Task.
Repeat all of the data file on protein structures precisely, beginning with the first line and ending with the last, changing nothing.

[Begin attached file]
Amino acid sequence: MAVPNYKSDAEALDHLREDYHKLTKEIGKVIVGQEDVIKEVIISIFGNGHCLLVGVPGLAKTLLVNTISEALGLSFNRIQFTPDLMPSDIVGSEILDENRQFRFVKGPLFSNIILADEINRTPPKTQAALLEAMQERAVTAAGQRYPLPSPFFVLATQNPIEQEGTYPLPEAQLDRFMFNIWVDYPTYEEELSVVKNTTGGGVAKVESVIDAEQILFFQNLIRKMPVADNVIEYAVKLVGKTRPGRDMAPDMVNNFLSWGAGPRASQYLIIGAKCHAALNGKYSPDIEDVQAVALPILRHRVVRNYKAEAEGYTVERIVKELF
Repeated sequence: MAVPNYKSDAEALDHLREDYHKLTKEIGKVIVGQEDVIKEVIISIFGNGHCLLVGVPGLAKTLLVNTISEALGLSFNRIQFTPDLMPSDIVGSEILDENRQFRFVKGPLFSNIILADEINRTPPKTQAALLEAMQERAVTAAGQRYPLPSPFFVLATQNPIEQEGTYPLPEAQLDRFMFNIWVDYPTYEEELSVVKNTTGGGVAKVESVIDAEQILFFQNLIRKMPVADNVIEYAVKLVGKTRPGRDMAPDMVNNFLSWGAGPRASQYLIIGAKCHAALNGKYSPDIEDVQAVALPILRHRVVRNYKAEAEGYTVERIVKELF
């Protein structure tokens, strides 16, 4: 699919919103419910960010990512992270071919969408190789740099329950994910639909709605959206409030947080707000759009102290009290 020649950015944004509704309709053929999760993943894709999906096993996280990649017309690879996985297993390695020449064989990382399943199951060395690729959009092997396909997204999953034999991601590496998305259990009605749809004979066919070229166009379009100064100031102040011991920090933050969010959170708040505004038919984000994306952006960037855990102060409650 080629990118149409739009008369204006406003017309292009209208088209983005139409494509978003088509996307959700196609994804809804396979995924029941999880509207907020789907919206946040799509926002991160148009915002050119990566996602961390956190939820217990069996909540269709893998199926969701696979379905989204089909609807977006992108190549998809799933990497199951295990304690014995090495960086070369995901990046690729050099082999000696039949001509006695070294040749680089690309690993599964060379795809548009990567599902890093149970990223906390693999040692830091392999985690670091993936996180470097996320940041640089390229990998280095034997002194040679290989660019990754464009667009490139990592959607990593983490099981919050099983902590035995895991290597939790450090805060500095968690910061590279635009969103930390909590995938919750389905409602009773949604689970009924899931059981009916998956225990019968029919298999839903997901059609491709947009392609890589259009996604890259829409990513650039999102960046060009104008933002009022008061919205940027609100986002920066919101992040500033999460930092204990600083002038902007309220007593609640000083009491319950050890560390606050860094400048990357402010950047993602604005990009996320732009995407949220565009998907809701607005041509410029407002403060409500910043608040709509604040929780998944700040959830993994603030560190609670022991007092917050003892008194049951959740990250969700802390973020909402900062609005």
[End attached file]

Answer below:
Amino acid sequence: MAVPNYKSDAEALDHLREDYHKLTKEIGKVIVGQEDVIKEVIISIFGNGHCLLVGVPGLAKTLLVNTISEALGLSFNRIQFTPDLMPSDIVGSEILDENRQFRFVKGPLFSNIILADEINRTPPKTQAALLEAMQERAVTAAGQRYPLPSPFFVLATQNPIEQEGTYPLPEAQLDRFMFNIWVDYPTYEEELSVVKNTTGGGVAKVESVIDAEQILFFQNLIRKMPVADNVIEYAVKLVGKTRPGRDMAPDMVNNFLSWGAGPRASQYLIIGAKCHAALNGKYSPDIEDVQAVALPILRHRVVRNYKAEAEGYTVERIVKELF
Repeated sequence: MAVPNYKSDAEALDHLREDYHKLTKEIGKVIVGQEDVIKEVIISIFGNGHCLLVGVPGLAKTLLVNTISEALGLSFNRIQFTPDLMPSDIVGSEILDENRQFRFVKGPLFSNIILADEINRTPPKTQAALLEAMQERAVTAAGQRYPLPSPFFVLATQNPIEQEGTYPLPEAQLDRFMFNIWVDYPTYEEELSVVKNTTGGGVAKVESVIDAEQILFFQNLIRKMPVADNVIEYAVKLVGKTRPGRDMAPDMVNNFLSWGAGPRASQYLIIGAKCHAALNGKYSPDIEDVQAVALPILRHRVVRNYKAEAEGYTVERIVKELF
């Protein structure tokens, strides 16, 4: 699919919103419910960010990512992270071919969408190789740099329950994910639909709605959206409030947080707000759009102290009290 020649950015944004509704309709053929999760993943894709999906096993996280990649017309690879996985297993390695020449064989990382399943199951060395690729959009092997396909997204999953034999991601590496998305259990009605749809004979066919070229166009379009100064100031102040011991920090933050969010959170708040505004038919984000994306952006960037855990102060409650 080629990118149409739009008369204006406003017309292009209208088209983005139409494509978003088509996307959700196609994804809804396979995924029941999880509207907020789907919206946040799509926002991160148009915002050119990566996602961390956190939820217990069996909540269709893998199926969701696979379905989204089909609807977006992108190549998809799933990497199951295990304690014995090495960086070369995901990046690729050099082999000696039949001509006695070294040749680089690309690993599964060379795809548009990567599902890093149970990223906390693999040692830091392999985690670091993936996180470097996320940041640089390229990998280095034997002194040679290989660019990754464009667009490139990592959607990593983490099981919050099983902590035995895991290597939790450090805060500095968690910061590279635009969103930390909590995938919750389905409602009773949604689970009924899931059981009916998956225990019968029919298999839903997901059609491709947009392609890589259009996604890259829409990513650039999102960046060009104008933002009022008061919205940027609100986002920066919101992040500033999460930092204990600083002038902007309220007593609640000083009491319950050890560390606050860094400048990357402010950047993602604005990009996320732009995407949220565009998907809701607005041509410029407002403060409500910043608040709509604040929780998944700040959830993994603030560190609670022991007092917050003892008194049951959740990250969700802390973020909402900062609005």